“We need to quit spending so much money and get back to basics, make sure we have a good police department. [With the Saints baseball stadium being built downtown], they are running into more and more problems with that. What are you going to do with the farmers market and the people who live down there? You want people to live down there, but you take away their parking spots.

“I’m not sure that I’m the best politician in the world, but every job I’ve done I’ve gotten really good at it. I make sure I have successful people working with me.”

Tim Holden

Tim Holden has lived in West St. Paul and St. Paul almost all of his life. He graduated from St. Thomas Academy and St. Cloud State University, earning a degree in criminal justice. Holden has worked with special task forces for both the St. Paul and Newport police. He is a licensed realtor and general contractor and has run his own contracting company for more than 20 years.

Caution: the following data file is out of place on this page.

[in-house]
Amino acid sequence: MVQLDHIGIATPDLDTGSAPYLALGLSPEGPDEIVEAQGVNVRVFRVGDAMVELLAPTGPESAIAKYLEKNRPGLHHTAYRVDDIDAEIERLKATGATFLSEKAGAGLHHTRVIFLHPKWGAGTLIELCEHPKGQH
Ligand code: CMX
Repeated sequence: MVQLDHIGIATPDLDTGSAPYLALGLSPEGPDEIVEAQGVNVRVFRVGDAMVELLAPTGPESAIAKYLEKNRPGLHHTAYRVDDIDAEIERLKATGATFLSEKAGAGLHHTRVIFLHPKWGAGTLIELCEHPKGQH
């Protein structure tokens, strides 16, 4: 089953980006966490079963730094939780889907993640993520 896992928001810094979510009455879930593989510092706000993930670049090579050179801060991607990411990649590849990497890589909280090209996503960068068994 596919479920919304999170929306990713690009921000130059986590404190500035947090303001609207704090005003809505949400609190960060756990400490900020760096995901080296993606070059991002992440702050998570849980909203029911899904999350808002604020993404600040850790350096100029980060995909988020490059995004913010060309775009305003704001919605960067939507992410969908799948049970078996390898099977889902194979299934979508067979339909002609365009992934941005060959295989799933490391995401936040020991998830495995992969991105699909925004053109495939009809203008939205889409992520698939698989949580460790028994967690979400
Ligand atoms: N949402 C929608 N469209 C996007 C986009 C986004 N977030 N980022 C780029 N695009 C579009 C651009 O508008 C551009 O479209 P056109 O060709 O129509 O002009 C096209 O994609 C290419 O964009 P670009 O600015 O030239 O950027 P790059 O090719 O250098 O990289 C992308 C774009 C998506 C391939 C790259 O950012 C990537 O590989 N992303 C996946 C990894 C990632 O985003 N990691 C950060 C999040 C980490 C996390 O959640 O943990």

Why are you running for mayor?

“I am running for mayor to work for all the citizens of St. Paul. Too often the mayor’s pet projects are funded at the expense of our recreation centers, businesses and citizens. The light-rail work on University Avenue persuaded me that someone had to speak for the rest of us. My colleagues and friends convinced me I was that person.”

What is the biggest challenge facing the city of St. Paul and if elected, what would you do to overcome that challenge?

“I would listen carefully to the people and visitors to our city, work together to work within our budget to keep our streets maintained, bring in livable-wage jobs, and work with neighborhoods and communities to ensure educational excellence.”